WTH is going on with my wordpress CMS. The front page is all jacked up. Ugh.
First post in far too long. In all my sites I occasionally threaten to “be back” but maybe, just maybe, I’ll follow through here. Updates:
- I am no longer a trustee of an amateur radio club. That was torn from me along with my evacuation from academia. The club K3GCC is now (and has been for several years) completely defunct.
- My GAP Titan DX antenna was all but destroyed by strong winter storms and neglect in the past few winters.
- My “shack” was my house’s spare bedroom. My son, Connor, was born August 8, 2019. The spare room became the nursery and my radio equipment swiftly evicted by my own hand.
- Well, I have become the godfather of amateur radio at my new employer. Want to know who that employer is? Fuck you.
- I have ordered and received a new GAP Titan and quick mount kit. I will be replacing the 80M capacitor with one that aims to provide coverage away from the crazy asshole SSB range in the 75M part of the band. I will instead be focusing on other phone frequencies as well as digital modes.
- I am evaluating possible ways to lay the new cable from the new antenna into my home’s basement. My ham shack will have to share space with my home office and (because I’m country enough) ammo reloading center.
- I attended Dayton’s Hamvention in 2022. I was underwhelmed but maybe that was my fault.
- My second antenna, pending NVIS specs, could be detailed “soon”
- I do have a vision for my new ham shack once the feed line(s) has(have) made it into my house’s superstructure.
- I have installed a 24kW whole-home backup generator. I could, on paper, run my home on emergency power for various ham drills and maybe even field day (though I hope to return to K3LR for the bulk of such days)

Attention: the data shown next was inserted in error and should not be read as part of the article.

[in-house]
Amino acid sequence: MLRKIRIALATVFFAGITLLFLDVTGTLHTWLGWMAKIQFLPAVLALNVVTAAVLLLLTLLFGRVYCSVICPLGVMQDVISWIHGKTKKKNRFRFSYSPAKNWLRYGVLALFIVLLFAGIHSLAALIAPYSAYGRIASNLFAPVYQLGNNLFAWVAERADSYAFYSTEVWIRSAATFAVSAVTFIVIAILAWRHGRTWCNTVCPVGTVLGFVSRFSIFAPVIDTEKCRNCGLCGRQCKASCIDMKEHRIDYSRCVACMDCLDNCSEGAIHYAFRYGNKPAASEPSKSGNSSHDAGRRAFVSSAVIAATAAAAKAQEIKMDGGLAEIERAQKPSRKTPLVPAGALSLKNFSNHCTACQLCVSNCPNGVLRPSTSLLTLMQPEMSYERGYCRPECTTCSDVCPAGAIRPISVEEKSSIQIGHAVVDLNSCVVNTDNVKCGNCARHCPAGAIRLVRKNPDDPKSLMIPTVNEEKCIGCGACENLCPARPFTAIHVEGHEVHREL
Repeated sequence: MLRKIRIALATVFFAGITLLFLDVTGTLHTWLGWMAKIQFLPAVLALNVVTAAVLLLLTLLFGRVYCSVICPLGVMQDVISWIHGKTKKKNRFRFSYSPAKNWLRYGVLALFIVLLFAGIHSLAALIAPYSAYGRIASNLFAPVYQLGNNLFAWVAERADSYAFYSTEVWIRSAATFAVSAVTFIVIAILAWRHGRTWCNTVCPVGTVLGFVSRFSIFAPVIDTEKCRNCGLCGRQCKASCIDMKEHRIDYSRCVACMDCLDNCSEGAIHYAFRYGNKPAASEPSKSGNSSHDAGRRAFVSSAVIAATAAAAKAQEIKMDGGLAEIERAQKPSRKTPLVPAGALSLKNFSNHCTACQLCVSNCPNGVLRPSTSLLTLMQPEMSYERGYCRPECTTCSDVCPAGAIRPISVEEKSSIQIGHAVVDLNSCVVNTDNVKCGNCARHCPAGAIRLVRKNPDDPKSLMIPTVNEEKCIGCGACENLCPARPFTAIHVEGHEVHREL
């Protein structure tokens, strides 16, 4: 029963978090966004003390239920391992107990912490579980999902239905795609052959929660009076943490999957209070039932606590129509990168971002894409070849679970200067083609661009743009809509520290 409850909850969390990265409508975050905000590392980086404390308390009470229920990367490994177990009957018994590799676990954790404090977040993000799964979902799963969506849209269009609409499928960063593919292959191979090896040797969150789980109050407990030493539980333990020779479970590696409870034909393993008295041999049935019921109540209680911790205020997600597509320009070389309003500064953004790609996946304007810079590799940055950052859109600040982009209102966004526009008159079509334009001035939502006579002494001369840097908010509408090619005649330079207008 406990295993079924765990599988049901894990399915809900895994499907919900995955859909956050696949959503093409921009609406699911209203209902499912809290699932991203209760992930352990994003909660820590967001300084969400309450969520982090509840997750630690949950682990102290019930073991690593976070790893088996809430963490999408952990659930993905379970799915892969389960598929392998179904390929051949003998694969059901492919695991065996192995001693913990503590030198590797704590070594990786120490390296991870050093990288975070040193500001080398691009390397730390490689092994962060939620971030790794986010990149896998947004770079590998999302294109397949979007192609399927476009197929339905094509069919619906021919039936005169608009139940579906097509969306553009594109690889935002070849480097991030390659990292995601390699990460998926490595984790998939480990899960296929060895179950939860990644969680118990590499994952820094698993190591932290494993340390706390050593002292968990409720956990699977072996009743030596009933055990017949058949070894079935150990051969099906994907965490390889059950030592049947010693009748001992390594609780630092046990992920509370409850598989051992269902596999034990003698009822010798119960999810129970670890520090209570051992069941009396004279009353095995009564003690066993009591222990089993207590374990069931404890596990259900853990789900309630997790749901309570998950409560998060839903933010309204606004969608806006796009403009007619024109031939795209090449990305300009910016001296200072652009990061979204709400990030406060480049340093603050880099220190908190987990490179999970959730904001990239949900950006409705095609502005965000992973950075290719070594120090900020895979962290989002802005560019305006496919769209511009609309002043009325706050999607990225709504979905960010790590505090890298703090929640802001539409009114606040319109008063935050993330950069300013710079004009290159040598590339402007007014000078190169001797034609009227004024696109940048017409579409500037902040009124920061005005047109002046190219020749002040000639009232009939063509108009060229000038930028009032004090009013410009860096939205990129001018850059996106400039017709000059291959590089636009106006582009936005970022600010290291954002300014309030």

- I am sure that ARRL’s LOTW has reset due to my lack of activity. Eh. Their shitty perforated certificates mean very little to me. I will rebuild.
- It has been several years since I ordered my first QSL cards. I have many, many in reserve. However, over the years I may have lost my files for my family’s legit (awarded by Henry VI) coat-of-arms. That could be awkward.
I have been off the air for much of the last year, but there’s a good chance that will change soon. There is no noble reason for my lack of presence on the ham bands: it was lawn mowing. I still haven’t buried the coax running from my house to my antenna and in the past my landlord took special care when mowing the lawn to stop his zero-turn mower, move the cable over a few feet, and thus keep the lawn maintained without cutting the cable to shreds. Now that my wife and I have actually bought the house rather than rent it, the mowing has fallen to me. I am, apparently, more lazy than my former landlord. I disconnected the cable, coiled it up to the house, and went to town with my lawn tractor. Then I dragged it (my butt, not the cable) back into the house without reconnecting the antenna.
Mowing season is over, though, and the antenna is connected once again. We shall see how much I’m on the air but if I had to predict in advance, I will likely be on digital modes this winter. My sleeping schedule is out of whack and talking assertively into the microphone is more likely to interfere with my wife’s sleep, so the digital modes have a certain appeal. Will I get my act together in time for digital contests? We shall see…